Sole custody of your child: How to apply

Sole custody is not granted without further ado. Here you can find out about the reasons that must exist in order to be able to obtain sole custody. You can also find out which criteria family courts consider when deciding on sole custody.

When parents separate or do not live together, the question often arises: sole or joint custody? The latter should actually always have priority, because it is important for children to have consensual contact with mother AND father. This is also how the case law sees it: After a divorce, for example, joint custody automatically continues. The same applies after a separation if custody was previously shared. See our article Who Has Joint Custody? for more information. Sole custody can only be transferred upon application under certain conditions.

Sole custody for single mothers

Only unmarried mothers automatically receive sole custody. But here too, from a legal point of view, the view is taken that joint custody with the child’s father serves the child’s well-being more than sole custody. A single mother therefore has the opportunity to include the father in the joint care of the child.

Against this background, unmarried fathers have also had it easier since May 2013: They can now apply for joint or sole custody without the mother’s consent. Have a look at our article “Custody for the father” . Here you will find information about the change in the law and the background.

Grounds for Sole Custody

In principle, an application for sole custody is always considered and decided on an individual basis. In order to be able to obtain sole custody of a child, there must be serious reasons – unless the other parent agrees anyway. Parents are expected to agree on custody issues and to be able to separate their problems with one another from responsibilities to their child – at whose expense any grueling custody battle always ends up.

Sole custody is granted if joint custody poses a threat to the well-being of the child; for example, when a parent neglects the child, is violent, or the parents are absolutely unable to come to an agreement and the child suffers as a result. Sole custody can also make sense if the other parent is unable to exercise joint custody, for example because they live abroad or because they have been sentenced to imprisonment.

It is not uncommon for a custody dispute to end differently than expected: the parent who did not apply for sole custody is awarded it. This can be the case, for example, if the parent applying does not want to support further contact with the other, but this does not contradict the best interests of the child. It is also possible that only parts of the custody rights, such as the right to determine residence or the custody of assets, are applied for or granted by one parent alone.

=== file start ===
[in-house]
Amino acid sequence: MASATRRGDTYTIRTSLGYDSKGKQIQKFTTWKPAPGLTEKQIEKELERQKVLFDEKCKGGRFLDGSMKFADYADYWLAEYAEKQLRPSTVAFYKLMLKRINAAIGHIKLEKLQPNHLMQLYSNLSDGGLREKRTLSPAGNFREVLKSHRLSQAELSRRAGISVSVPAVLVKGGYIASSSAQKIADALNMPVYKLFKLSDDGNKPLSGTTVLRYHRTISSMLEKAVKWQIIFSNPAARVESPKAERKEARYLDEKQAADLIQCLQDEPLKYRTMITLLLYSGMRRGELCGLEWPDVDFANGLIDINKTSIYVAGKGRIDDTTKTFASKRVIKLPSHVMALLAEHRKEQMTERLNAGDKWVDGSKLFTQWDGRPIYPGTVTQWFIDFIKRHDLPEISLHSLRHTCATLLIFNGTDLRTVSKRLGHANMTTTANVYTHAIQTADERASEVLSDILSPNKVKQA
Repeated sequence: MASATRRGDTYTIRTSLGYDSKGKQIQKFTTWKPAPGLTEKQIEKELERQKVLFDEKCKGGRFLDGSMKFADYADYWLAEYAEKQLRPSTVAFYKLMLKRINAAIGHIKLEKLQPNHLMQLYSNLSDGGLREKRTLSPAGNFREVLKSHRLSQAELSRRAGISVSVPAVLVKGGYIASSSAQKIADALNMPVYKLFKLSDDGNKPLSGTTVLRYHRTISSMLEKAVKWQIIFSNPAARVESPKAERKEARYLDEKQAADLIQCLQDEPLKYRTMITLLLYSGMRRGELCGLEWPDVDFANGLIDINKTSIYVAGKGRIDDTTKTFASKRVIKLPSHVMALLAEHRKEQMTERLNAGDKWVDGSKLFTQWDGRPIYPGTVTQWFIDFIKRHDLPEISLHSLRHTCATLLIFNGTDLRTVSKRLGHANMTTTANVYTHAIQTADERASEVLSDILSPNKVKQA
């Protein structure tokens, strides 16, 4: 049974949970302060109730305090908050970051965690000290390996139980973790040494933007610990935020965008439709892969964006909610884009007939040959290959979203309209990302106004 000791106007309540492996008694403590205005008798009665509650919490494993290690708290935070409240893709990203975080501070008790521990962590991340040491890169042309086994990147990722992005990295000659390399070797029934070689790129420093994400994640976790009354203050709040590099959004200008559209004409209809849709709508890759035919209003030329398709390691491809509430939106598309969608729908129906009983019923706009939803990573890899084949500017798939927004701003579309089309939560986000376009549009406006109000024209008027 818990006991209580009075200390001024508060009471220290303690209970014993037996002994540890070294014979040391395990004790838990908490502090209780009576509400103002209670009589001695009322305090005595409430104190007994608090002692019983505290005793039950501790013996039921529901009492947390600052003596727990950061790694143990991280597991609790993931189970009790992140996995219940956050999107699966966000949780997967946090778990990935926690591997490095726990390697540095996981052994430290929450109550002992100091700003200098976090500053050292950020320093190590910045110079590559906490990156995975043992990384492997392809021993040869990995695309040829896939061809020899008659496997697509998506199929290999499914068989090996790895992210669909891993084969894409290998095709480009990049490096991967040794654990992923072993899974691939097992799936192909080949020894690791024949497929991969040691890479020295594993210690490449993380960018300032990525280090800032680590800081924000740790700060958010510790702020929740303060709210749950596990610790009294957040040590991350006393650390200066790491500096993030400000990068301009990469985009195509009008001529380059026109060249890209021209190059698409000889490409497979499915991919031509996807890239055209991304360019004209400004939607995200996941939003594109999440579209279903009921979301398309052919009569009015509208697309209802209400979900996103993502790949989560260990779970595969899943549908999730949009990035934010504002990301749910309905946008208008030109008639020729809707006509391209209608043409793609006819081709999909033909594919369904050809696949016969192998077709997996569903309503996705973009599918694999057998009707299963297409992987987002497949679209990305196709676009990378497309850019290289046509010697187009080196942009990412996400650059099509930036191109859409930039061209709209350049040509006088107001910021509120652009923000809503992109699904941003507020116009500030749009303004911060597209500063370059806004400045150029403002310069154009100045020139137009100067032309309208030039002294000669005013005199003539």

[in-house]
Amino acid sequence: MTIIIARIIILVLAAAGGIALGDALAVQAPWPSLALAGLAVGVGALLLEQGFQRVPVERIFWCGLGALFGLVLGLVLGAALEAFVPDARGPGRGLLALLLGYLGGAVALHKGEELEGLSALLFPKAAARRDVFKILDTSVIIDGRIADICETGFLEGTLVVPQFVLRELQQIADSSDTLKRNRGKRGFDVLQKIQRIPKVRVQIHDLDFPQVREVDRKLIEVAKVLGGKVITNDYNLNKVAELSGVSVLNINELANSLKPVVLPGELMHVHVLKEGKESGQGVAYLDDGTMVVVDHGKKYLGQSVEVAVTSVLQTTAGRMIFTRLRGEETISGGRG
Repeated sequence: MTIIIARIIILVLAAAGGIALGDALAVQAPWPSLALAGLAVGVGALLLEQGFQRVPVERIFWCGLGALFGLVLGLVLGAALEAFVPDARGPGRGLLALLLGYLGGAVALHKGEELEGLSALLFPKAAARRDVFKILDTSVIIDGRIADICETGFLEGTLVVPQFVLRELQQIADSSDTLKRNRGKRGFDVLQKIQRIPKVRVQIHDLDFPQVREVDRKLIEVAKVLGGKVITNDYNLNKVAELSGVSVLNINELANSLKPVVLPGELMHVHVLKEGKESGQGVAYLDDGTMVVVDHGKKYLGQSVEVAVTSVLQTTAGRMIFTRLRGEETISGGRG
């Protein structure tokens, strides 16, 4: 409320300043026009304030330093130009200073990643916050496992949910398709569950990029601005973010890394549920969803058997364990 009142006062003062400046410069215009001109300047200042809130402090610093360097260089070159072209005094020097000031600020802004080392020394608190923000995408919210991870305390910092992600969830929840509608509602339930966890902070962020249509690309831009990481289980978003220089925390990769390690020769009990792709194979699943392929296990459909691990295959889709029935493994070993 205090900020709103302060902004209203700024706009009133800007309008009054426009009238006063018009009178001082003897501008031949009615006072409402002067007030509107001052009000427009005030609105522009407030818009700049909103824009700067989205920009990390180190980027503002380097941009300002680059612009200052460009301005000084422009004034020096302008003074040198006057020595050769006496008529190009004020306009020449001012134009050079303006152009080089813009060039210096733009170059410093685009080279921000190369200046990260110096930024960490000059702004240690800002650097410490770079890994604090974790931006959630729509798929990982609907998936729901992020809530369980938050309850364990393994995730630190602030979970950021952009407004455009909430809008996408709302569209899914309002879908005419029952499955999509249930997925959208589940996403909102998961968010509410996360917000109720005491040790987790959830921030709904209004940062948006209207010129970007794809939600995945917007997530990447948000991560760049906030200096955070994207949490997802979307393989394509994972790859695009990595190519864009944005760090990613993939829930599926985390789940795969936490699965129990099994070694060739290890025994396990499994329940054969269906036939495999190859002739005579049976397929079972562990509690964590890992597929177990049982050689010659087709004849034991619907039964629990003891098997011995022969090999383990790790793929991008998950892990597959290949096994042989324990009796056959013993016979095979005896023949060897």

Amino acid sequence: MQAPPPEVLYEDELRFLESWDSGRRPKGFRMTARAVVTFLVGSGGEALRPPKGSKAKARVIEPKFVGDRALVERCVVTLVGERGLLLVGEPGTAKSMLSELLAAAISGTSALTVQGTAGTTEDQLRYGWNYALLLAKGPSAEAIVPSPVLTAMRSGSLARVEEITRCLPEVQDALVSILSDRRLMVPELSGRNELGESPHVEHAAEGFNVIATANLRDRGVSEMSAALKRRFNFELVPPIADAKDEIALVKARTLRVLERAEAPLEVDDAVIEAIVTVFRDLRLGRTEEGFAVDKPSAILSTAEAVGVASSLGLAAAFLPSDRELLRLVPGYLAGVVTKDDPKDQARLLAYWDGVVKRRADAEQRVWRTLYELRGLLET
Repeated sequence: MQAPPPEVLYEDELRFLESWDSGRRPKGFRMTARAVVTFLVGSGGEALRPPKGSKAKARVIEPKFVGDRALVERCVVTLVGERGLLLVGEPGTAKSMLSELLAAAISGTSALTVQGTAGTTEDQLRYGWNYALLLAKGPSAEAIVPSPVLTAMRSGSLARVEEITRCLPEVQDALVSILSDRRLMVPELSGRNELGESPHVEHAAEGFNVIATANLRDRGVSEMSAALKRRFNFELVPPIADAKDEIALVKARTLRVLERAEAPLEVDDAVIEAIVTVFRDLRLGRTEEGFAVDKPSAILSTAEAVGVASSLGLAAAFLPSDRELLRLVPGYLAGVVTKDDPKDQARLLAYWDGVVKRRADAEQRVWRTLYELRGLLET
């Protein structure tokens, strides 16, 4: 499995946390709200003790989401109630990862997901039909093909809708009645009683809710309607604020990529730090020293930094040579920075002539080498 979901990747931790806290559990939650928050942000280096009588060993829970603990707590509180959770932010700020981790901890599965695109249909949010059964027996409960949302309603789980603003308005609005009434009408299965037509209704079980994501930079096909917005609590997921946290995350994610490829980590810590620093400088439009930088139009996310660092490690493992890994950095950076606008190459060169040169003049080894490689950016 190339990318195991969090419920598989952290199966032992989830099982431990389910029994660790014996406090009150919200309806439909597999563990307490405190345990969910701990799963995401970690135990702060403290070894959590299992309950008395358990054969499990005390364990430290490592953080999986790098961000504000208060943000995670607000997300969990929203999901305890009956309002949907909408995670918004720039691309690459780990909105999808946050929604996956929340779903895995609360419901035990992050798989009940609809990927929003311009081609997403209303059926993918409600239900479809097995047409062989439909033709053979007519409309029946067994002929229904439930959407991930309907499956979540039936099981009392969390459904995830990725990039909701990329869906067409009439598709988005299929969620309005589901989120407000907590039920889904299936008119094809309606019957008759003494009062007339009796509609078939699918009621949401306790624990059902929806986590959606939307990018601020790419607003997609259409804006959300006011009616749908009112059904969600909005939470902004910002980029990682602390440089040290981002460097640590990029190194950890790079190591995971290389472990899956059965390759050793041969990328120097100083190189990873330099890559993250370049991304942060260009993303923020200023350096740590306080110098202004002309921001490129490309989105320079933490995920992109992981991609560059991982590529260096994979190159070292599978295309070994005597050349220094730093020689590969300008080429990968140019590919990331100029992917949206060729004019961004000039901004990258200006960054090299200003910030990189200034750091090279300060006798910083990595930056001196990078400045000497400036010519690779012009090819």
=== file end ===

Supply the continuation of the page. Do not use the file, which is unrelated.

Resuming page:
Sole Custody Criteria

There are different approaches that family courts take to deal with a request for sole custody. Some courts base their decision on a psychological report that provides information about which parent is better suited for sole custody. Others try to avert custody proceedings by getting the parents to cooperate and (continue to) exercise joint custody, for example through mediation.

In general, the following aspects are considered in an application for sole custody:

  • Continuity in parenting: Which parent has the greater role in parenting? With which parent can child development be guaranteed in a stable environment? Where has the child lived since the separation?
  • Encouragement: Which parent can better encourage the child’s development? What are the personal skills and what are the living conditions like?
  • Bonding: Which parent is the bond stronger with? Bonds to siblings and other people are also taken into account if the decision involves a change of location, for example.
  • Will of the child : The older the child is, the more his or her will is taken into account in the decision-making process. A hearing usually takes place from the age of four. Children over the age of 14 have the right to have a say and the opportunity to object.

All in all, a (non-consensual) application for sole custody needs to be carefully considered. A messy custody case is not only exhausting for everyone involved, it can also take a different turn than intended. It is well known that the child suffers the most. For the sake of their child, parents should always try to find an amicable solution on a factual level in order to be there for them together. It’s certainly easier for them, too, not always having to make important decisions on their own for the benefit of the child.

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